How to define proportionality in the face of evil

Alan Dershowitz gives us some insights into the evil that is Hamas (and I use the word evil deliberately and without any artistic hyperbole), and then explains how, under international law, the concept of “proportionality” properly works in the face of that kind of evil.  Incidentally, it’s not far from my post from a couple of days ago about a party’s intentions governing the appropriate response:

In a recent incident related to me by the former head of the Israeli air force, Israeli intelligence learned that a family’s house in Gaza was being used to manufacture rockets. The Israeli military gave the residents 30 minutes to leave. Instead, the owner called Hamas, which sent mothers carrying babies to the house.

Hamas knew that Israel would never fire at a home with civilians in it. They also knew that if Israeli authorities did not learn there were civilians in the house and fired on it, Hamas would win a public relations victory by displaying the dead. Israel held its fire. The Hamas rockets that were protected by the human shields were then used against Israeli civilians.


[P]roportionality is not measured by the number of civilians actually killed, but rather by the risk posed. This is illustrated by what happened on Tuesday, when a Hamas rocket hit a kindergarten in Beer Sheva, though no students were there at the time. Under international law, Israel is not required to allow Hamas to play Russian roulette with its children’s lives.

While Israel installs warning systems and builds shelters, Hamas refuses to do so, precisely because it wants to maximize the number of Palestinian civilians inadvertently killed by Israel’s military actions. Hamas knows from experience that even a small number of innocent Palestinian civilians killed inadvertently will result in bitter condemnation of Israel by many in the international community.

Read the rest here and wonder, as I do, why Dershowitz still aligns himself with the Democratic party.  (This would be the same Democratic party whose members think Israel should still be talking and negotiating as the rockets rain down upon her.)  He’s taking an unusually long time to cross that Rubicon.

And while we’re on the subject of the moral clarity that should be attending this war (but is not), you should also read Charles Krauthammer’s article about the way good and evil play out in that benighted strip of land attached to Israel.  Krauthammer opens his piece with a snippet buried deep within an AP article:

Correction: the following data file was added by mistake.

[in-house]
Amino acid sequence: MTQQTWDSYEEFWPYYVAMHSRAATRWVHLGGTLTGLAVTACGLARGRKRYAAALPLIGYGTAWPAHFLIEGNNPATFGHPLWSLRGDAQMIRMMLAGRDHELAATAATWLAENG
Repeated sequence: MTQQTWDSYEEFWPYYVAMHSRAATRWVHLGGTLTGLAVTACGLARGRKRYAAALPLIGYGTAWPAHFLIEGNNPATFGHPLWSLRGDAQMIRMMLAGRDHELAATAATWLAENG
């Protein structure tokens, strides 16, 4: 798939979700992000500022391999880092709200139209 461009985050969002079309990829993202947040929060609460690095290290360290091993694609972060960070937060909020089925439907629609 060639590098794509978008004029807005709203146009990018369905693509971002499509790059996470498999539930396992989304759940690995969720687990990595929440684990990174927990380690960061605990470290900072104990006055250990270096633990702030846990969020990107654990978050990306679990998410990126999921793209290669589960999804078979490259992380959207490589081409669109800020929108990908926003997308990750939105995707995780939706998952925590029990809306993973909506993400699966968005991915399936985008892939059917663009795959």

Late Saturday, thousands of Gazans received Arabic-language cell-phone messages from the Israeli military, urging them to leave homes where militants might have stashed weapons.

It is with this factoid, widely ignored by a world bound and determined to point the finger of blame at Israel that Krauthammer, a la Dershowitz (and Bookworm), explains that the differing intent guiding Israel and Hamas must be taken into consideration to understand the evil that is Hamas and the righteousness of Israel’s actions:

Israel is so scrupulous about civilian life that, risking the element of surprise, it contacts enemy noncombatants in advance to warn them of approaching danger. Hamas, which started this conflict with unrelenting rocket and mortar attacks on unarmed Israelis — 6,464 launched from Gaza in the past three years — deliberately places its weapons in and near the homes of its own people.


For Hamas, the only thing more prized than dead Jews are dead Palestinians. The religion of Jew-murder and self-martyrdom is ubiquitous.


At war today in Gaza, one combatant is committed to causing the most civilian pain and suffering on both sides. The other combatant is committed to saving as many lives as possible — also on both sides.


That is the asymmetry of means between Hamas and Israel. But there is equal clarity regarding the asymmetry of ends. Israel has but a single objective in Gaza — peace: the calm, open, normal relations it offered Gaza when it withdrew in 2005.


There’s only one grievance [that guides Hamas’ militant actions since Israel handed over Gaza in 2005] and Hamas is open about it. Israel’s very existence.


Since its raison d’etre is the eradication of Israel, there are only two possible outcomes: the defeat of Hamas or the extinction of Israel.

As you can see from the snips, I’ve left a lot out, all of it worth reading.  These two articles are perfect bookend to the way in which all thinking people should analyze Israel’s war against the sovereign terrorist state of Gaza.